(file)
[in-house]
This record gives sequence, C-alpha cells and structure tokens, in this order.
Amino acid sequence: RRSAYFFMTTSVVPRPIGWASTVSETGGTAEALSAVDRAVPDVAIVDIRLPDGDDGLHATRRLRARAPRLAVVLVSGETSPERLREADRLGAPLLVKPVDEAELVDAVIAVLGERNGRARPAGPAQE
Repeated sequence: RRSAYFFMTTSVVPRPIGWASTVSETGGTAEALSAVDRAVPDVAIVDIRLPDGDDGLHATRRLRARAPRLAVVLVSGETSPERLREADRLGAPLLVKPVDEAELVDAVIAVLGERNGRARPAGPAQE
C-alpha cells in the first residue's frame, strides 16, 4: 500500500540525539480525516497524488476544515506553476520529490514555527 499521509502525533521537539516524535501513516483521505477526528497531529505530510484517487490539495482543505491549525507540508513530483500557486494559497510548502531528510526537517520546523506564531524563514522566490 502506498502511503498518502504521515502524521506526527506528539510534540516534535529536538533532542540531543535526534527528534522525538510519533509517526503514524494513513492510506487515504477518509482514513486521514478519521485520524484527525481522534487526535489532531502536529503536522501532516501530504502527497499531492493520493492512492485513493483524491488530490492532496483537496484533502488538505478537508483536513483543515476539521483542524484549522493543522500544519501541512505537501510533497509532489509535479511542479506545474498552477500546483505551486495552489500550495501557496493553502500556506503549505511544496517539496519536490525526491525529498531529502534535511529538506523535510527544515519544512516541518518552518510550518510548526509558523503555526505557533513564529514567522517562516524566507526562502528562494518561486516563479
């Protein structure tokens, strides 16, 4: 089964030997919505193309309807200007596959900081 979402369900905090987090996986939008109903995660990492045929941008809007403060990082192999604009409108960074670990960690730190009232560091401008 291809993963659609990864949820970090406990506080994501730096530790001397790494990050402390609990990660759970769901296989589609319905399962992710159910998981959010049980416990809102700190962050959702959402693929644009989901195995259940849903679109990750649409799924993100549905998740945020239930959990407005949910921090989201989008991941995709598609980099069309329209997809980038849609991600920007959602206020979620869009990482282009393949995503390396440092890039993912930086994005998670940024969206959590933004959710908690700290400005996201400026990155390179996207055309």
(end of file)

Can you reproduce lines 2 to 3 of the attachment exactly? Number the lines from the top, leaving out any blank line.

This record gives sequence, C-alpha cells and structure tokens, in this order.
Amino acid sequence: RRSAYFFMTTSVVPRPIGWASTVSETGGTAEALSAVDRAVPDVAIVDIRLPDGDDGLHATRRLRARAPRLAVVLVSGETSPERLREADRLGAPLLVKPVDEAELVDAVIAVLGERNGRARPAGPAQE